Western Block, First Floor

European Porcelain

The porcelain collection of the museum comes from France, Germany, UK and Italy. The Serves porcelain collection of France and the Dresden porcelain collection of Germany constitutes a unique place in the museum’s collection. Porcelain can be broadly divided into two categories, namely Hard-paste porcelain and Soft-paste porcelain.

The Salar Jung Museum acquired a good collection of unprecedented pieces of the painted Serves porcelain unrivalled in workmanship and bears factory marks. Serves porcelain had its beginning and development under the liberal patronage of Louis X|V, XV, XV| and Napoleon, Madam De Pompadour, Marie Antoinette respectively displayed great interest in the production of beautiful painted porcelain pieces and many of them were presented to the contemporary Emperors and kings of Europe and Asia.

The museum has a considerable number of original Serves pieces which can be dated back to the reign of Louis XV, XVI and Napoleon I. They possess original Serves marks, the cross L with the letter inside. The pieces of Napoleonic period are marked with ‘M Imp. Le de Sevres’ dated back to 1804 to 1808. There are two Serves vases said to be presented by Louis XVI to Catherine II of Russia.

Dresden porcelain of the museum comes next to the Serves collection in prominence. The manufacture of porcelain was started at Meissen on the Elbe about 12 miles from Dresden by Augustus II, the king of Poland and elector of Saxony. During the first quarter of the 18th century, accidentally the main ingredient of the hard porcelain ‘Kaolin’ was found in Germany which resulted in the success of finding the process of making hard porcelain under liberal royal patronage.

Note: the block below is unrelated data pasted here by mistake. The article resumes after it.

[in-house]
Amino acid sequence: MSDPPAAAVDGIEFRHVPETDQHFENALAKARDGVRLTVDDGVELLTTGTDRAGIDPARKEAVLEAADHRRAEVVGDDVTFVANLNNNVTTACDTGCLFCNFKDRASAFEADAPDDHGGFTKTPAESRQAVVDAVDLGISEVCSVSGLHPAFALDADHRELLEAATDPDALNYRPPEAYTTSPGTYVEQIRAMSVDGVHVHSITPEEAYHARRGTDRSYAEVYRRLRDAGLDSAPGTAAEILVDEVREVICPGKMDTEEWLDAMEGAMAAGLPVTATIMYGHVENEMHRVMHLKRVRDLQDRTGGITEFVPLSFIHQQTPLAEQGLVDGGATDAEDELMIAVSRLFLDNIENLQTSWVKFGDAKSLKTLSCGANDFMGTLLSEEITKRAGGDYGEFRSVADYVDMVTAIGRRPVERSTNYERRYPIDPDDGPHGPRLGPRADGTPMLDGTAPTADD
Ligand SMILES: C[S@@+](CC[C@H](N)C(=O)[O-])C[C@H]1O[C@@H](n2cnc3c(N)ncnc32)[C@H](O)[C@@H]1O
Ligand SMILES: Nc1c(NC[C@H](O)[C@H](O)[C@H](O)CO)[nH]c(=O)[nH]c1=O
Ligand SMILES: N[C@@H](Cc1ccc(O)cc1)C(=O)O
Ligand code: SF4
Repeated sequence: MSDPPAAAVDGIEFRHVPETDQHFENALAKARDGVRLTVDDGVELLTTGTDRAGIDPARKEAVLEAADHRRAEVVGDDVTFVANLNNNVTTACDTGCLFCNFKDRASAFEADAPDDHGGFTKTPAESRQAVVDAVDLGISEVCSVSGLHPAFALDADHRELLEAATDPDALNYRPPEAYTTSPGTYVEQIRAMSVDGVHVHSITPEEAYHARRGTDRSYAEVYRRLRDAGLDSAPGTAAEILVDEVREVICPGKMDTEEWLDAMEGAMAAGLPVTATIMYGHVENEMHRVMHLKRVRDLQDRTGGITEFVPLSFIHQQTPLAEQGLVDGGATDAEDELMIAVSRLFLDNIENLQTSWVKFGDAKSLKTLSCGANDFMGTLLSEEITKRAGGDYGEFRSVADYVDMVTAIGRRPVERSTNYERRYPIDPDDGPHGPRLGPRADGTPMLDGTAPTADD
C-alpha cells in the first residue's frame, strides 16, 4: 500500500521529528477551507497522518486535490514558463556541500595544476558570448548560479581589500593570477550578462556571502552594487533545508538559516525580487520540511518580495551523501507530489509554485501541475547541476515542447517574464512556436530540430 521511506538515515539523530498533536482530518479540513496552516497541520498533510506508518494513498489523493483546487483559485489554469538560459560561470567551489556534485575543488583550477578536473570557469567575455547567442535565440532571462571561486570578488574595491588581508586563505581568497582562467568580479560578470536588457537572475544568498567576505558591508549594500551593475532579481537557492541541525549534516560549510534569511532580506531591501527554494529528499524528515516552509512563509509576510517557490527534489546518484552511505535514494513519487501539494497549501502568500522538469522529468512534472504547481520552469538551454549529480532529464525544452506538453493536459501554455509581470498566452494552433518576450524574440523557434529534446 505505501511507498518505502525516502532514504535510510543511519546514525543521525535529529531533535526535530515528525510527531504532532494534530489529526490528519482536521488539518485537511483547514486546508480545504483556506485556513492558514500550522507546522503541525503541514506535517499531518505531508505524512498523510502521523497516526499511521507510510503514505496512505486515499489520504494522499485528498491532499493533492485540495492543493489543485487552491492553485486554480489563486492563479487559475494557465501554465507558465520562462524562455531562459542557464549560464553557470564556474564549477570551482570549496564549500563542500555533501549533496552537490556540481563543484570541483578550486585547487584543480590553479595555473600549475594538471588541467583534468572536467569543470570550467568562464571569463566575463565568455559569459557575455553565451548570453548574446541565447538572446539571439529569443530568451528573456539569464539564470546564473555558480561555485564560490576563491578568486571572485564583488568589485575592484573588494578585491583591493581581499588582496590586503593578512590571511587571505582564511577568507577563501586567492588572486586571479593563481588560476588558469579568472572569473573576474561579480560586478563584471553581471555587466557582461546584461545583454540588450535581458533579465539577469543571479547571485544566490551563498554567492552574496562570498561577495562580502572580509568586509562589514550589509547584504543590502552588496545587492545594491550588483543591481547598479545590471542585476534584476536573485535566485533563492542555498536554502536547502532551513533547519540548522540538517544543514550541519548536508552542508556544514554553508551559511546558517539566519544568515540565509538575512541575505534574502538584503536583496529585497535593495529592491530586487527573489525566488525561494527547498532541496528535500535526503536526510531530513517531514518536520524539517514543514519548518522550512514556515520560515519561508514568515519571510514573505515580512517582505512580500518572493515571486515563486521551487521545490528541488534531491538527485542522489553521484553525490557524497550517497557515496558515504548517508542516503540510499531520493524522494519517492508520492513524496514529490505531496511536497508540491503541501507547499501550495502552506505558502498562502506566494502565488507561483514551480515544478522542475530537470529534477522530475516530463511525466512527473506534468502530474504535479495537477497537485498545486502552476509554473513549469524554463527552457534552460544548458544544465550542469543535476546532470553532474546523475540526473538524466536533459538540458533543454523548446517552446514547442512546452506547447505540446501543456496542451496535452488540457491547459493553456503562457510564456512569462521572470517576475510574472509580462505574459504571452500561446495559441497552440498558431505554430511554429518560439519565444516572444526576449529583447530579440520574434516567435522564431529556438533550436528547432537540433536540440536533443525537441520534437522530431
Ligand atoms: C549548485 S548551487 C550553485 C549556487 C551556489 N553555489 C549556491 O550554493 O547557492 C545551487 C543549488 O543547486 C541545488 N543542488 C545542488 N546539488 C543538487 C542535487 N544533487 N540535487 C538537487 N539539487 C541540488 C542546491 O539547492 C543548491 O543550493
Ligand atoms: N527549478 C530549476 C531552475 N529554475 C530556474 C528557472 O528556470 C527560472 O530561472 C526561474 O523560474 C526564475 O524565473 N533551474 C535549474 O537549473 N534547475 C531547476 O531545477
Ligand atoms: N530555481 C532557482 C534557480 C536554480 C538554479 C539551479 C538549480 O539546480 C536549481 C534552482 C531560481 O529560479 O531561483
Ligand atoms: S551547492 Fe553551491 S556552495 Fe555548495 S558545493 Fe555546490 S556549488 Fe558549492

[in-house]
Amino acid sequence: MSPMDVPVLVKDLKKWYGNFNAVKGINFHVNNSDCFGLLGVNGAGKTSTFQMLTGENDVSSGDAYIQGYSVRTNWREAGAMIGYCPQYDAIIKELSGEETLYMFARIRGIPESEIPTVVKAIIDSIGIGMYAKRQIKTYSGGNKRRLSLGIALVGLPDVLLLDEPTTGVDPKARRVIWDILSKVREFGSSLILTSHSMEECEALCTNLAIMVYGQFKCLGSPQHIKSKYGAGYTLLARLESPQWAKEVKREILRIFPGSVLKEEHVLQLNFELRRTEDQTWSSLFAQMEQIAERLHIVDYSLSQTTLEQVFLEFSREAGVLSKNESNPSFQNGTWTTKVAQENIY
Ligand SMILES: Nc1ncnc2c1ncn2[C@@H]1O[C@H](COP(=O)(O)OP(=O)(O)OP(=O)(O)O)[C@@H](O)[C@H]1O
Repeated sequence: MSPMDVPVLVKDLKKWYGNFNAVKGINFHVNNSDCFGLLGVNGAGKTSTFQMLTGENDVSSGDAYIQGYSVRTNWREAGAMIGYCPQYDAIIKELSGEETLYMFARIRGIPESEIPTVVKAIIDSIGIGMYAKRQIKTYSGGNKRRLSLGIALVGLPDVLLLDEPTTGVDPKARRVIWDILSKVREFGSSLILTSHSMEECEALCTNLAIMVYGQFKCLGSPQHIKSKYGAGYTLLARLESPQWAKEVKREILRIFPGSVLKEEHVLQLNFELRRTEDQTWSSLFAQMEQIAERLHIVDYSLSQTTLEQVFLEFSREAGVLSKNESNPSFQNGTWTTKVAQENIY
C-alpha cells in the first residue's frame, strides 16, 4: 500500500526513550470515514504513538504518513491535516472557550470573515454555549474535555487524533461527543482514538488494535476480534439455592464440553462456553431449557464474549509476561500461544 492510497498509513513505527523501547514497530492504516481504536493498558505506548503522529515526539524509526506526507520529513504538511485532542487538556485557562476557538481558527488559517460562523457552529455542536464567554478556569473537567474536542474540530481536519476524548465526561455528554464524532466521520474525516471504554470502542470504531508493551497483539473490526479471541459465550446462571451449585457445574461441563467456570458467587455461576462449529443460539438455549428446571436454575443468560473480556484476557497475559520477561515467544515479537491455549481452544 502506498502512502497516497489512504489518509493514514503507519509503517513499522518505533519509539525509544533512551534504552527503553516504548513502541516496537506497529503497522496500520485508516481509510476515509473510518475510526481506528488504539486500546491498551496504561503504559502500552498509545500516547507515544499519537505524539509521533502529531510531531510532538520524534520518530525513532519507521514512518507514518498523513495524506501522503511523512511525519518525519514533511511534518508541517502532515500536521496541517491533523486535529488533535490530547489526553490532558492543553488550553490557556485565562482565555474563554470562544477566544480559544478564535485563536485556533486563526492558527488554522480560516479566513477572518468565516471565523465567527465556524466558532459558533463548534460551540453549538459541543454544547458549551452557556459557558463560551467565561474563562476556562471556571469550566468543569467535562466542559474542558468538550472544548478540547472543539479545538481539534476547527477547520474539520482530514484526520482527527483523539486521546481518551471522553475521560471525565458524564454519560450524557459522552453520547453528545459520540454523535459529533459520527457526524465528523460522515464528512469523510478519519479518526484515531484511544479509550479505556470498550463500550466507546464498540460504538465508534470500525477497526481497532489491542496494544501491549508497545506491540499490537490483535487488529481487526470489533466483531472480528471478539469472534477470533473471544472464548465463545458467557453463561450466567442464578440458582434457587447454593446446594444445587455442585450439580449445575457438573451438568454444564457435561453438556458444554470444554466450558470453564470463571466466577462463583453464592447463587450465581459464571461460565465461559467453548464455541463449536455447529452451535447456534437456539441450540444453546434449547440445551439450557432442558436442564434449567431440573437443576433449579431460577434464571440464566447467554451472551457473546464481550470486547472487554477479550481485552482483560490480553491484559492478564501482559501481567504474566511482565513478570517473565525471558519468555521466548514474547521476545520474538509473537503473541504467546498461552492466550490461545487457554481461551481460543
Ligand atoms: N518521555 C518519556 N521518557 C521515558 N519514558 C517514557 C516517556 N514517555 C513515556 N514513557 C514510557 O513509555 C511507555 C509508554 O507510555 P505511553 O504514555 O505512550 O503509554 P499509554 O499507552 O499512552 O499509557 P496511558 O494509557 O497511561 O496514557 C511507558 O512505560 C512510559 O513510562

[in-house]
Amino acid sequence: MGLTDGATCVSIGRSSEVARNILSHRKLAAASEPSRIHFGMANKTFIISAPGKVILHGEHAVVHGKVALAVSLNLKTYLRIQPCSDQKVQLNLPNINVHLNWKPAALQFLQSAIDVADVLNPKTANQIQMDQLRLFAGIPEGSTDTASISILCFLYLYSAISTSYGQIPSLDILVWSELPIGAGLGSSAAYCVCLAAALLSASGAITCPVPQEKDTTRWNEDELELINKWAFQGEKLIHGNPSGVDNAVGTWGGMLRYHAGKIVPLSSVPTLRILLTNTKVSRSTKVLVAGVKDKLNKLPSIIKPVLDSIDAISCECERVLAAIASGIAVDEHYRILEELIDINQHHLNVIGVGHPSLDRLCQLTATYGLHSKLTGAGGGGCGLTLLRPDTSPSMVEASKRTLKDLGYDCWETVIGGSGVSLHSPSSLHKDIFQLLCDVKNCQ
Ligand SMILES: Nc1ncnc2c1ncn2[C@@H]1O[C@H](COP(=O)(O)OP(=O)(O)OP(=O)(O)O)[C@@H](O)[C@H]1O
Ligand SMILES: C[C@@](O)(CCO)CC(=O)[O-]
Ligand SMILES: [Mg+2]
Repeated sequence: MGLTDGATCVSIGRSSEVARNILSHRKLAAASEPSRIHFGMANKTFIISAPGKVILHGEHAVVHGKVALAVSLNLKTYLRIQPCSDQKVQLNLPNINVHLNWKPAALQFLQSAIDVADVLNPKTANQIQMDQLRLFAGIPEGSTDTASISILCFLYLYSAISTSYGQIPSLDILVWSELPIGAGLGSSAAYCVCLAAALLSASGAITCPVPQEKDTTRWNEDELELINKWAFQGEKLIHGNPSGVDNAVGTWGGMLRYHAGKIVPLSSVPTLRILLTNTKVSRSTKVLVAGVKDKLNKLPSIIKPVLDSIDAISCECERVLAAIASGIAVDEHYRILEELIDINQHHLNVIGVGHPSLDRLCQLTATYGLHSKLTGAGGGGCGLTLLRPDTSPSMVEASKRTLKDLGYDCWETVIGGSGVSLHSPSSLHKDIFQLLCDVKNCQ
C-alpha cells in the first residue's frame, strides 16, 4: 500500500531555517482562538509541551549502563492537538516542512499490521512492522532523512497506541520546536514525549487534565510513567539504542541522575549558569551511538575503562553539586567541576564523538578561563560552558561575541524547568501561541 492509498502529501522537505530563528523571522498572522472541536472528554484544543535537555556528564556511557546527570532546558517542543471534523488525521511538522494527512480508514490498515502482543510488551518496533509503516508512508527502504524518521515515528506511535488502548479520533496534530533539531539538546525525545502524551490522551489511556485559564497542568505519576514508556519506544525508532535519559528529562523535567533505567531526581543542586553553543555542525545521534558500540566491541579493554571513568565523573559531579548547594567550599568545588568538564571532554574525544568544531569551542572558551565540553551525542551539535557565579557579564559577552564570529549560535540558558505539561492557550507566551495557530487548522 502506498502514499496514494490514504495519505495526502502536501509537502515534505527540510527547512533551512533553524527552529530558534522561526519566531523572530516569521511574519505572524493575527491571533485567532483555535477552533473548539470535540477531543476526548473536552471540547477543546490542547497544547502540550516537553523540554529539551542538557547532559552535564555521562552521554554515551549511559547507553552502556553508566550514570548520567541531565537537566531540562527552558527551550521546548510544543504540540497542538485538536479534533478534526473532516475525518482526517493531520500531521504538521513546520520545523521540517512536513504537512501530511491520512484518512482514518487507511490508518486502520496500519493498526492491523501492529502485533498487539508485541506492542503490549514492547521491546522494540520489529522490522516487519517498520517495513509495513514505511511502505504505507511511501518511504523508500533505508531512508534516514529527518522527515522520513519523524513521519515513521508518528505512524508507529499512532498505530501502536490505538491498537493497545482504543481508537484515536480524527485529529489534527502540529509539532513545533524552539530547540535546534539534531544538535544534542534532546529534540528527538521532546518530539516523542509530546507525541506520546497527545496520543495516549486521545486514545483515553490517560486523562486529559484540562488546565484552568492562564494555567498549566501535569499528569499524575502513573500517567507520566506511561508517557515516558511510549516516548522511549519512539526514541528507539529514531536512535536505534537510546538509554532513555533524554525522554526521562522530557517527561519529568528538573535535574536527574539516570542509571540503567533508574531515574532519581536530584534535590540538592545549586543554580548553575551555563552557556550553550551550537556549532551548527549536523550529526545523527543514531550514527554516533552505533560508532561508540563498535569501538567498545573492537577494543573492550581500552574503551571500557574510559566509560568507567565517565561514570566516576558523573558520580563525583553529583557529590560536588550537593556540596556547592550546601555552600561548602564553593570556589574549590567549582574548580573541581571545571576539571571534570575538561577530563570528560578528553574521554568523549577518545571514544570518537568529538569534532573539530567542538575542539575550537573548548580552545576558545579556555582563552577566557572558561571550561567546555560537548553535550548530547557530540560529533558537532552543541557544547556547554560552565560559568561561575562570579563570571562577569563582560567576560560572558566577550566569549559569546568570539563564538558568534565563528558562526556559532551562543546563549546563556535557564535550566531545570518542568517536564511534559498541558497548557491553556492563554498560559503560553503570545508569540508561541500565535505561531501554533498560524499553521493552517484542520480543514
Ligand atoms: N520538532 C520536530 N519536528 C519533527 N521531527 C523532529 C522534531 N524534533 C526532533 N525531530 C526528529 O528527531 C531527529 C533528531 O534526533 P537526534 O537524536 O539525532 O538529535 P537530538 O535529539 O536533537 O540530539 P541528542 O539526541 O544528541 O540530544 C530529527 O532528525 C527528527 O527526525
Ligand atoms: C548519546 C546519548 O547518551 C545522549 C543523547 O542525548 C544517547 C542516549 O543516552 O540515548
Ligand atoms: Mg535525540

The Salar Jung museum possesses a good number of unprecedented Dresden porcelain pieces which were identified based on factory marks imprinted below each article. The English porcelain collection of the Museum is of assorted types mostly produced during the 19th century. The exceptional pieces are cups, saucers, plates, figurines etc. The collection includes the example of factories like Worcester, Chelsea, Derby, Wedgewood and Milton.

The Wedgwood porcelain collection of the museum is one of its kind. Josiah Wedgwood started the manufacture of Wedgewood pottery in 17th century at Burslem, Staffordshire, which eventually became one of the most famous potteries of the world. The Salar Jung Museum is proud to have a copy of the Portland vases made at the Wedgewood factory.